5) As for the rest of the receiving corps, the Buds (Greg Ellingson and Brad Sinopoli) turned eight targets into seven catches for 63 yards. Canadian Julian Feoli-Gudino grabbed two passes for 30 yards but no other receiver managed more than a single reception.

6) All things considered, Noel Thorpe’s defence wasn’t terrible. Despite being put into some tough situations as a result of the offence’s five turnovers (three interceptions and two fumbles), the Redblacks’ defence only allowed Calgary multiple first downs on four of sixteen drives. They also held Calgary to a 39% 2nd down conversion rate (11/28). Rico Murray and Antoine Pruneau led Ottawa’s defensive effort with seven tackles a piece. Michael Klassen and A.C. Leonard were other noticeable standouts. In his first game back after a suspension for his high hit on DaVaris Daniels, Kyries Hebert had two tackles.

When evaluating the defence’s performance, it must be kept in mind that Bo Levi Mitchell sat out the second half. While the hit that knocked him out of the game wasn’t dirty (contact was made well above Bo’s knees), there’s no denying Danny Mason came in late. With backup Nick Arbuckle under centre, the Redblacks only conceded seven points over the game’s final 30 minutes.

7) Given the offence’s struggles, punter Richie Leone had a busy night. Luckily for the Redblacks he was one of their few bright spots, hammering punt after punt. Leone’s ten punts averaged 50.7 yards per kick, and thanks to solid kick coverage (led by Nigel Romick’s three special teams tackles), the Redblacks averaged a net gain of 40.3 yards per punt.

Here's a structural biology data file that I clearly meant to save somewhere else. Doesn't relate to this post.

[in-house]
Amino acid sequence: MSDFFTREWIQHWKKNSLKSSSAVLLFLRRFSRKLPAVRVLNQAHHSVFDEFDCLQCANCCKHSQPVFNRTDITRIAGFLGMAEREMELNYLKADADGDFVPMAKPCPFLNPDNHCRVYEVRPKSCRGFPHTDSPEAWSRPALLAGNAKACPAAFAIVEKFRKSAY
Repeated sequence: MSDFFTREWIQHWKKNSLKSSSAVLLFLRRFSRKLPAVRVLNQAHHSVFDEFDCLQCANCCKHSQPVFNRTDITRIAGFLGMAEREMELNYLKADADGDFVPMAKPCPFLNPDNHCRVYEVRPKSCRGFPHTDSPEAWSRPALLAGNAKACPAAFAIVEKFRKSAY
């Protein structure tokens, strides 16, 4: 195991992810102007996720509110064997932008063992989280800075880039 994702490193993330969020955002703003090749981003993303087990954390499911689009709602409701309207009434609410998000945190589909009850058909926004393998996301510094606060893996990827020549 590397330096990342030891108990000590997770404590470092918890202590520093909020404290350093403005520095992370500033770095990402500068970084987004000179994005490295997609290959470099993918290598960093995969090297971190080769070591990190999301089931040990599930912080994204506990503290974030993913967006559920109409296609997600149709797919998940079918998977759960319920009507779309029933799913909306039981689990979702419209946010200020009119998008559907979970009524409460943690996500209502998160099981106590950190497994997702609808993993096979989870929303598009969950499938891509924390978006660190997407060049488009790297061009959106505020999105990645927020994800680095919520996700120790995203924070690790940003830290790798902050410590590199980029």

8) The ref cam needs to be a permanent thing. Seeing the game from the ref’s point of view gives the TV audience a much better appreciation of exactly what goes on during a play. Aside from seeing what a quarterback or running back sees, the unique angle provides a close look at the fierce individual battles that take place in the trenches. If TSN wants a real ratings spike ditch the live mics and focus on ref cams.

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9) Rick Campbell has forgotten more about football than I’ll ever know, but I don’t get his yo-yoing of quarterbacks. Given Harris’ struggles it was no surprise to see him yanked in the second quarter. But the decision to come back to him to start off the second half was strange. Perhaps there’s something to be said for sticking by your guy and trying to build his confidence. Another head scratcher was the decision to settle for an 11 yard field goal from 4 yard line when down 20-0. At that point why not go for it and see if you can’t give your team and the home crowd a shot in the arm?

10) In spite of a perfect summer night and a marquee opponent, the Redblacks had a rare non-sell out crowd on hand. 22,103 isn’t a poor showing by any means, but it’s certainly not what we’ve come to expect from R-Nation.

11) As ugly as this loss was, the saving grace for Ottawa is that Calgary is clearly head and shoulders above the rest of the league. After four games they are the only undefeated team in the league. Since 2016 they’re 15-2-2 against East Division opponents. And since 2005, they’re now 17-0 coming off a bye. For the Redblacks, the good thing is that their two meetings with the Stampeders are now in the books. They’ll only meet again in the Grey Cup and as Ottawa knows, in a winner take all scenario, anything can happen.

Despite the loss, the Redblacks still sit atop the East with a 2-2 record and have a week to review the game film, bury it and move on. With a feeble looking BC Lions squad coming to town next Friday, Ottawa will look to move back into the win column.

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Born and raised in the 613, Santino has written about the Redblacks since 2013. He is the only CFL writer currently living in Brazil (as far as we know.)